Wal-Mart Stores Inc. has sued Visa Inc., charging that the payment network is not allowing the retail giant to let customers verify chip-enabled debit card transactions with what it believes is a more secure method: personal identification numbers.
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Legal-oriented groups pick Indianapolis for annual conventions

April 20, 2016
Marilyn Odendahl
As part of its effort to attract a variety of events and conventions, Indianapolis has put a focus on attracting professional conferences. Having three legal-oriented groups come within two years indicates the city’s strategy is working.
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Companies reconsidering North Carolina over LGBT rights

April 1, 2016
 Associated Press
North Carolina Gov. Pat McCrory met with gay-rights advocates bearing a letter signed by more than 100 corporate executives urging him to repeal the nation’s first state law limiting the bathroom options for transgender people. The law also excludes lesbian, gay, bisexual and transgender people from anti-discrimination protections and blocks municipalities from adopting their own anti-discrimination and living wage rules.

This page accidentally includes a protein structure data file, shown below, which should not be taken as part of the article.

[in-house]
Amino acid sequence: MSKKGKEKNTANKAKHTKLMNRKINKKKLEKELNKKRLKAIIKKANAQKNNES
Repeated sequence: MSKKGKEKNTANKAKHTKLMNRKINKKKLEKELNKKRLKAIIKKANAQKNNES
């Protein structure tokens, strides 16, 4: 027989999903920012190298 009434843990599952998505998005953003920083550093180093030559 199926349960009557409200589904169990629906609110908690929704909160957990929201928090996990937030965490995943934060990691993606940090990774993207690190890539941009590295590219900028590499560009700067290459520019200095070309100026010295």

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Pence signs med-mal cap increase on final day

March 25, 2016
 Associated Press, IL Staff
Medical malpractice victims will be eligible for more compensation after Gov. Mike Pence signed into law a bill increasing the payment cap for the first time since the 1990s. The cap would increase from the current $1.25 million limit to $1.65 million next year and then to $1.8 million in 2019.
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Staples judge slams FTC on Amazon testimony in merger case

March 25, 2016
 Bloomberg News
A federal judge criticized the U.S. Federal Trade Commission for attempting to elicit false information from an Amazon.com Inc. executive to support its lawsuit to block Staples Inc.’s takeover of rival Office Depot Inc.